Coral Springs has discarded its original plan for a $4.5 million 350-spot parking garage in the downtown area and will instead build a 600-spot facility, with 350 spots reserved for city staff and the rest for the public.
The proposed four-story garage will cost 8.1 million, but the city’s financial burden will not increase. According to the agreement worked out between the city, the Community Redevelopment Agency (CRA) and Amera, the city’s master developer for the area, the city will pay back $4.5 million while the CRA will pay back the rest.
Amera will pay the interest on the remaining $3.6 million, the estimated cost for building the additional 250 parking spots, until the CRA generates enough revenue from new development in the area to repay the loan. Amera will have to submit a final site plan for development of the area adjacent to the city hall site before the city issues a certificate of occupancy for the garage.
The City Commission had discussed the issue on March 18 and tabled it because it wanted time to study the proposal in detail and seek public input. At their meeting last week, officials voted 4-1 in favor of the larger facility, with Mayor Skip Campbell the only dissenting vote.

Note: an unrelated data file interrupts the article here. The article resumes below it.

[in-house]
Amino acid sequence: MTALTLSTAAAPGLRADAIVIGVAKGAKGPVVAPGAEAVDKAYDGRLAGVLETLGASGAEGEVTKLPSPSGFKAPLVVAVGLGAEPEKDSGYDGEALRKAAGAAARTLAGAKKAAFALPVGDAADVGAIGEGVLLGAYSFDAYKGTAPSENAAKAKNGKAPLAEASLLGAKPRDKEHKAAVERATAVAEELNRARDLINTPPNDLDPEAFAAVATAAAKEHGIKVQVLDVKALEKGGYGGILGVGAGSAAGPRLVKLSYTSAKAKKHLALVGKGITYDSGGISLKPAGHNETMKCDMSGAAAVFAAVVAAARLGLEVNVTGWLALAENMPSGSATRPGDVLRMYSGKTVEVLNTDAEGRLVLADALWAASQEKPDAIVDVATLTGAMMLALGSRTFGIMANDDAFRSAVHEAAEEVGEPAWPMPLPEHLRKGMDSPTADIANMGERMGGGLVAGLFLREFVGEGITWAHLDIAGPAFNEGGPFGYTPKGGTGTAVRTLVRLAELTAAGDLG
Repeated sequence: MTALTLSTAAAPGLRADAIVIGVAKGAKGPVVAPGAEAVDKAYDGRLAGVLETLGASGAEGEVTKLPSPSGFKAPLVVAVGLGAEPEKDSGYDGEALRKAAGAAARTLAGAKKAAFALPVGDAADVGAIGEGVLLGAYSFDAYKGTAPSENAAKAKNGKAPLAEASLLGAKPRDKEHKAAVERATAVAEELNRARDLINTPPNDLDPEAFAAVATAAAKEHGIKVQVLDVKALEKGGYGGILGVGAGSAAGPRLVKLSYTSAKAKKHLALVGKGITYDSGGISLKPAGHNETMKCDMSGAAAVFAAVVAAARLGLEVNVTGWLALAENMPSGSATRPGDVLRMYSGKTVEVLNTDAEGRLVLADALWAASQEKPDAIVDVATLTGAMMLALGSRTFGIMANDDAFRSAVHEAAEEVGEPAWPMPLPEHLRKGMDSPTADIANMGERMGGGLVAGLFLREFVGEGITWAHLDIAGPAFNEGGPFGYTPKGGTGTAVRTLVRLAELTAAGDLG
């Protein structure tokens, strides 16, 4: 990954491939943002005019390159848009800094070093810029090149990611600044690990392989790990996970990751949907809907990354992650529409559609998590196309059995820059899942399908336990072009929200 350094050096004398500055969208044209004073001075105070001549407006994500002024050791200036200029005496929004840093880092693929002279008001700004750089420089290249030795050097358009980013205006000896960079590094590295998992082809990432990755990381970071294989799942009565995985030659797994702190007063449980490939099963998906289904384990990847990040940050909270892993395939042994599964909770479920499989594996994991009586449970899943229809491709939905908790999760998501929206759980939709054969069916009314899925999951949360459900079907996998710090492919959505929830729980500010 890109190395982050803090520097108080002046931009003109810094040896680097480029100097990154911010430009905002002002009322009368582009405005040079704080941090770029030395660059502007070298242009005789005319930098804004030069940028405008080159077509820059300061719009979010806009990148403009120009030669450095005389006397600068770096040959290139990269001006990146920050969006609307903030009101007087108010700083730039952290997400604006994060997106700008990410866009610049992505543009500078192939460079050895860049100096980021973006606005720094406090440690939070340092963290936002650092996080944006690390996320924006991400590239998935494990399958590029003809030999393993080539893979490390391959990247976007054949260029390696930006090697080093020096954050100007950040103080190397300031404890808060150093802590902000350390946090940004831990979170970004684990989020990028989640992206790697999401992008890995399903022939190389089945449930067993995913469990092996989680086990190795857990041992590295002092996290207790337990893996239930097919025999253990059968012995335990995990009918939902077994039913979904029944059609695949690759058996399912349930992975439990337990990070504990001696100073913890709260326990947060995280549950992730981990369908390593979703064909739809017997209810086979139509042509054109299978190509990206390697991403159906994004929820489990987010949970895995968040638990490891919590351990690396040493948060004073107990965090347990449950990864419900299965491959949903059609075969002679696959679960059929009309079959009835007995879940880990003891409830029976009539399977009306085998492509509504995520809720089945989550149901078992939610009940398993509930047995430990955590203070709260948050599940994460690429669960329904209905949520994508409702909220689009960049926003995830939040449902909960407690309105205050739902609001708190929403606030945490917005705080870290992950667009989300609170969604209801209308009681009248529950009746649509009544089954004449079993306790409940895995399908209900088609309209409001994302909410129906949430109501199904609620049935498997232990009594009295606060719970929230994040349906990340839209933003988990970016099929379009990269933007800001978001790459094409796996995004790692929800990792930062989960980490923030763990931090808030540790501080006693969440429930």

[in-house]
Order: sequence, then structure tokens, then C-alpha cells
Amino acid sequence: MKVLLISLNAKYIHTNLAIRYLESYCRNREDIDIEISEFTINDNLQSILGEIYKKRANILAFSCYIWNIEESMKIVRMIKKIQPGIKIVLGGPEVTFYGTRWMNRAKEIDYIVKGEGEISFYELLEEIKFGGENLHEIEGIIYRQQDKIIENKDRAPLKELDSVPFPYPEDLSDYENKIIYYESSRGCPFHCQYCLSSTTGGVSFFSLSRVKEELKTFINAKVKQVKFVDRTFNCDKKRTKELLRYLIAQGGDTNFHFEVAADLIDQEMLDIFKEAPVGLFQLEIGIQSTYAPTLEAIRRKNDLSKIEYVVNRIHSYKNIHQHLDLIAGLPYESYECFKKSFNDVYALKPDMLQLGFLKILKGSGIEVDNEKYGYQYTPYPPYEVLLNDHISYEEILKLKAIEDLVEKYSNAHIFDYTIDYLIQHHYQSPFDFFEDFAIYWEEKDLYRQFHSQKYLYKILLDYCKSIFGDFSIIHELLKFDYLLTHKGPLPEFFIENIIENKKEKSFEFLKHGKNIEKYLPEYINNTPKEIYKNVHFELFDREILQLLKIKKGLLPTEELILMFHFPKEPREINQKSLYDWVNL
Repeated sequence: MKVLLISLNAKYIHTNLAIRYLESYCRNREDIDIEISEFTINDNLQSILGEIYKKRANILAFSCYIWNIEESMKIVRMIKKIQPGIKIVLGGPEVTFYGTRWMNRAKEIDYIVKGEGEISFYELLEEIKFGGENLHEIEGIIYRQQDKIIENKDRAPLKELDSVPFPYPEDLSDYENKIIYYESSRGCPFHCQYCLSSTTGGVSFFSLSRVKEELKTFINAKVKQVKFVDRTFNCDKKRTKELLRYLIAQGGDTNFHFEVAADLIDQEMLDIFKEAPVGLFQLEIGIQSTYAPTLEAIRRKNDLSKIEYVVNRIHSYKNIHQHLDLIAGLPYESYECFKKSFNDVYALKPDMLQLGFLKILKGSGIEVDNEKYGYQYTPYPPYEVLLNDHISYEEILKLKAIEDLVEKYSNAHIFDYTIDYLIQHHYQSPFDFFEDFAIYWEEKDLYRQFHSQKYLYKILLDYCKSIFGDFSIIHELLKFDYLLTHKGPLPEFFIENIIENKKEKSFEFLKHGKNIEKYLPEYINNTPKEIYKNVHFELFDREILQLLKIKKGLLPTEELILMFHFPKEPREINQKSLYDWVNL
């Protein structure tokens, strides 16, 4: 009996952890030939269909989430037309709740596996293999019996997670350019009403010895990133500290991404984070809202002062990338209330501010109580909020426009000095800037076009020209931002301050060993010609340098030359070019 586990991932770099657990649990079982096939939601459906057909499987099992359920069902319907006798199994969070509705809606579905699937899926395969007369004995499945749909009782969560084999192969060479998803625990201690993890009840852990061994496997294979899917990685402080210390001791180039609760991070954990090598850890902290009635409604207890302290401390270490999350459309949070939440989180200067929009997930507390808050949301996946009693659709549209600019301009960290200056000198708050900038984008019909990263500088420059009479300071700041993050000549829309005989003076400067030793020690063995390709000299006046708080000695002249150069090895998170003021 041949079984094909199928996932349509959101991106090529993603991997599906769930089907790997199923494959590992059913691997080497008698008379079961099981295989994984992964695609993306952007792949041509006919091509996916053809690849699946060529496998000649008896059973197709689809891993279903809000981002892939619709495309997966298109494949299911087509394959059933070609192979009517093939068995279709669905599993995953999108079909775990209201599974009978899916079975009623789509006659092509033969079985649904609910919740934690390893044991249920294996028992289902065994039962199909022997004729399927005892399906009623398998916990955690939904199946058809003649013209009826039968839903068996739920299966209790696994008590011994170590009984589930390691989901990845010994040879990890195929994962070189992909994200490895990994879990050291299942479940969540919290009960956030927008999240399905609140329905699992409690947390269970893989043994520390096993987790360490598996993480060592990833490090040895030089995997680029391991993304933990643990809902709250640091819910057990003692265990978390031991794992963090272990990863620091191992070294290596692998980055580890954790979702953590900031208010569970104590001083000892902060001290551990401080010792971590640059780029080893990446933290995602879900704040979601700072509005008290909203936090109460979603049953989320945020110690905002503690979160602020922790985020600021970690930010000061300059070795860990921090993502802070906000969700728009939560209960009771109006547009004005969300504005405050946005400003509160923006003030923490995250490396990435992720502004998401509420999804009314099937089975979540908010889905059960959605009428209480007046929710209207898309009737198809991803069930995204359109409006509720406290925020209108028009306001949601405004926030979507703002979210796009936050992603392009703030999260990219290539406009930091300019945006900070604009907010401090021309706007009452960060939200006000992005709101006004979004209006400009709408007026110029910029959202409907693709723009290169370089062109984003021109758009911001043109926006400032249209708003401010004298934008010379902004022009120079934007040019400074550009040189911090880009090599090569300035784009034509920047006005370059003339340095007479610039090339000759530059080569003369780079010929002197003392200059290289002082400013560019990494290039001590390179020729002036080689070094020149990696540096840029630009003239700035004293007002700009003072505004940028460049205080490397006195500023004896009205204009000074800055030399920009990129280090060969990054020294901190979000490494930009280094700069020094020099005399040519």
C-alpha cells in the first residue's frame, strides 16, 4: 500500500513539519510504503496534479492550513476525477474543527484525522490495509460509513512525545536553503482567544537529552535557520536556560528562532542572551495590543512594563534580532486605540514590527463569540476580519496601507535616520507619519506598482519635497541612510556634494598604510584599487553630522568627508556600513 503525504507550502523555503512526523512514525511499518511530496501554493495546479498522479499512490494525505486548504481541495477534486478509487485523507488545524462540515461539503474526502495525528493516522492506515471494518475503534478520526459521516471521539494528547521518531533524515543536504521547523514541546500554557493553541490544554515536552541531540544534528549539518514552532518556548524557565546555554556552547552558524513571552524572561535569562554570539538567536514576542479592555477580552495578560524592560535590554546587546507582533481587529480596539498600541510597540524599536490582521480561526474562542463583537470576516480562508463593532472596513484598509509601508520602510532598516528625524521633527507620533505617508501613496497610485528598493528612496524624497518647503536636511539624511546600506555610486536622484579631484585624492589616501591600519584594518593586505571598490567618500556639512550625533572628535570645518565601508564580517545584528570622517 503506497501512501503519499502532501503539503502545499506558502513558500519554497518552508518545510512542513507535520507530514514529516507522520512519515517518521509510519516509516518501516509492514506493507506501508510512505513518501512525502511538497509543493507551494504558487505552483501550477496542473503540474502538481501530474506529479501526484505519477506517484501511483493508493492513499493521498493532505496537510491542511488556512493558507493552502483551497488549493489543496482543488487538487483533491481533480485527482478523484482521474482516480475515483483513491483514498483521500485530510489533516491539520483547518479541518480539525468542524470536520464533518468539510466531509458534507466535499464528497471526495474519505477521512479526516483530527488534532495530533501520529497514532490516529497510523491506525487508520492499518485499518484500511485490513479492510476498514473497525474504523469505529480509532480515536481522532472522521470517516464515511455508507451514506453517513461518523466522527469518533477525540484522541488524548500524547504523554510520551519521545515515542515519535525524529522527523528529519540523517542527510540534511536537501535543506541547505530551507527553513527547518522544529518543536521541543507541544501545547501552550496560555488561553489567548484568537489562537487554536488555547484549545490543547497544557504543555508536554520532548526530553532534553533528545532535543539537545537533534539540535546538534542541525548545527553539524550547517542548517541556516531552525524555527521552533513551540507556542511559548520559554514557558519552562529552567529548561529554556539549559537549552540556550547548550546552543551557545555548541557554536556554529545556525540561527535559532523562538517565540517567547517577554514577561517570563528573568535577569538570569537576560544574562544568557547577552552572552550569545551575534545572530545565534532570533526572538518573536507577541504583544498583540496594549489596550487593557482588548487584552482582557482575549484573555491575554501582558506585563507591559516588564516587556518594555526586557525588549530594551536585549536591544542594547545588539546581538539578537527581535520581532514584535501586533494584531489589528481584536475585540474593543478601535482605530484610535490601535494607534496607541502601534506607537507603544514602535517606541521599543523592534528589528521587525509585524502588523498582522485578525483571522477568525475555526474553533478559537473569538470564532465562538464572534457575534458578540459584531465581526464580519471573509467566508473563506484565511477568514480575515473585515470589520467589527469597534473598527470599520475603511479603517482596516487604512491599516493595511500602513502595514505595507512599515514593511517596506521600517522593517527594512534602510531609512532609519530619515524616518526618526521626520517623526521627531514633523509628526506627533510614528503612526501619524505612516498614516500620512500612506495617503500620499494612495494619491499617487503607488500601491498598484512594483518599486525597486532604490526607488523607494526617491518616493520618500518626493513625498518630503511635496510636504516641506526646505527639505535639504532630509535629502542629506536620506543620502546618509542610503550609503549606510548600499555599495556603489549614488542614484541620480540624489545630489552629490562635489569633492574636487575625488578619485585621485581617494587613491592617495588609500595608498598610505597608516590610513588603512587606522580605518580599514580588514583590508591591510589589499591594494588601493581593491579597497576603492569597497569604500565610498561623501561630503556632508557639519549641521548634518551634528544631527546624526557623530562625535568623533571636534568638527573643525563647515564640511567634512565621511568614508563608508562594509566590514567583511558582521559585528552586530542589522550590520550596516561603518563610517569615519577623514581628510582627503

The city will borrow the $8.1 million sometime in the fall and provide the funds necessary to build the garage to the CRA. “The city would bid and award one contract for the construction of the city hall and the garage,” said Deputy City Manager Jennifer Bramley. “It is very important that we have one contractor on site when we go under construction. The larger garage will ensure the viability of our downtown.”
Commissioner Joy Carter said most of the people she had talked to had expressed support for building the larger facility.”This is a huge decision. I was not thrilled with the cost and now it is even more. I only had access to 397 people and I reached out to them twice. Fifty three said ‘do it’ and four of them said ‘don’t.’ I have to go with the majority.”
Many people choose to stay away from events in the downtown area due to lack of enough parking, said Vice Mayor Larry Vignola. “We were able to talk to professionals’; everyone says going a little bigger makes sense. The fact that Amera is going ahead and kicking in that extra money makes a lot of sense for us fiscally. If we are going to go ahead and do this, we should do it right.”
The city’s plans for its downtown area includes a new municipal complex, the parking garage, an ArtWalk, and private development. Amera has plans to tie up with another developer to build new homes and retail shops. A hotel and a luxury movie theater are also part of the private developer’s plans.
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